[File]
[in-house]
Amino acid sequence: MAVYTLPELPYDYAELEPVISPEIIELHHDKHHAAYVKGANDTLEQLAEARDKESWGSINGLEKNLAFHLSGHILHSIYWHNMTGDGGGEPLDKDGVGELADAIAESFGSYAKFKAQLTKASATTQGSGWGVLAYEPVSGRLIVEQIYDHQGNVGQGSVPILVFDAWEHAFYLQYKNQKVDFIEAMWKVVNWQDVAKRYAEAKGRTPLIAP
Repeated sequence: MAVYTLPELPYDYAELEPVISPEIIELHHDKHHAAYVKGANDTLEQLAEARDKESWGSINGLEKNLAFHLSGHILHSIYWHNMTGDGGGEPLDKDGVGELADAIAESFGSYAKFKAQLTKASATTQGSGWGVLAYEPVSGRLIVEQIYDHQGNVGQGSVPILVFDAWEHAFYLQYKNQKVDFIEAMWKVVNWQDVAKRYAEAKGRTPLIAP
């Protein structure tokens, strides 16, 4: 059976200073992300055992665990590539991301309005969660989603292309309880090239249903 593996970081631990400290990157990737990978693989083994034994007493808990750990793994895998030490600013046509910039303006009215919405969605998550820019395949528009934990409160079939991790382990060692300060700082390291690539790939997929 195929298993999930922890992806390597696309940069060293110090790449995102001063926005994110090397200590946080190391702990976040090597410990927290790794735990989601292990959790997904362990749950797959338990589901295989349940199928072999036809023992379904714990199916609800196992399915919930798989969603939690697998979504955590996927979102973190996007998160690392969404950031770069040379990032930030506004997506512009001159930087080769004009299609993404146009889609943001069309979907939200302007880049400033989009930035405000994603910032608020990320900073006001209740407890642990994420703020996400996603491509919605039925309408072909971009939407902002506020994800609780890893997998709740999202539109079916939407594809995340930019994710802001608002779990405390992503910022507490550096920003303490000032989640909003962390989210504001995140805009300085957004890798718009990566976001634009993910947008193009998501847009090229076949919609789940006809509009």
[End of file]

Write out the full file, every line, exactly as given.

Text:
[in-house]
Amino acid sequence: MAVYTLPELPYDYAELEPVISPEIIELHHDKHHAAYVKGANDTLEQLAEARDKESWGSINGLEKNLAFHLSGHILHSIYWHNMTGDGGGEPLDKDGVGELADAIAESFGSYAKFKAQLTKASATTQGSGWGVLAYEPVSGRLIVEQIYDHQGNVGQGSVPILVFDAWEHAFYLQYKNQKVDFIEAMWKVVNWQDVAKRYAEAKGRTPLIAP
Repeated sequence: MAVYTLPELPYDYAELEPVISPEIIELHHDKHHAAYVKGANDTLEQLAEARDKESWGSINGLEKNLAFHLSGHILHSIYWHNMTGDGGGEPLDKDGVGELADAIAESFGSYAKFKAQLTKASATTQGSGWGVLAYEPVSGRLIVEQIYDHQGNVGQGSVPILVFDAWEHAFYLQYKNQKVDFIEAMWKVVNWQDVAKRYAEAKGRTPLIAP
């Protein structure tokens, strides 16, 4: 059976200073992300055992665990590539991301309005969660989603292309309880090239249903 593996970081631990400290990157990737990978693989083994034994007493808990750990793994895998030490600013046509910039303006009215919405969605998550820019395949528009934990409160079939991790382990060692300060700082390291690539790939997929 195929298993999930922890992806390597696309940069060293110090790449995102001063926005994110090397200590946080190391702990976040090597410990927290790794735990989601292990959790997904362990749950797959338990589901295989349940199928072999036809023992379904714990199916609800196992399915919930798989969603939690697998979504955590996927979102973190996007998160690392969404950031770069040379990032930030506004997506512009001159930087080769004009299609993404146009889609943001069309979907939200302007880049400033989009930035405000994603910032608020990320900073006001209740407890642990994420703020996400996603491509919605039925309408072909971009939407902002506020994800609780890893997998709740999202539109079916939407594809995340930019994710802001608002779990405390992503910022507490550096920003303490000032989640909003962390989210504001995140805009300085957004890798718009990566976001634009993910947008193009998501847009090229076949919609789940006809509009």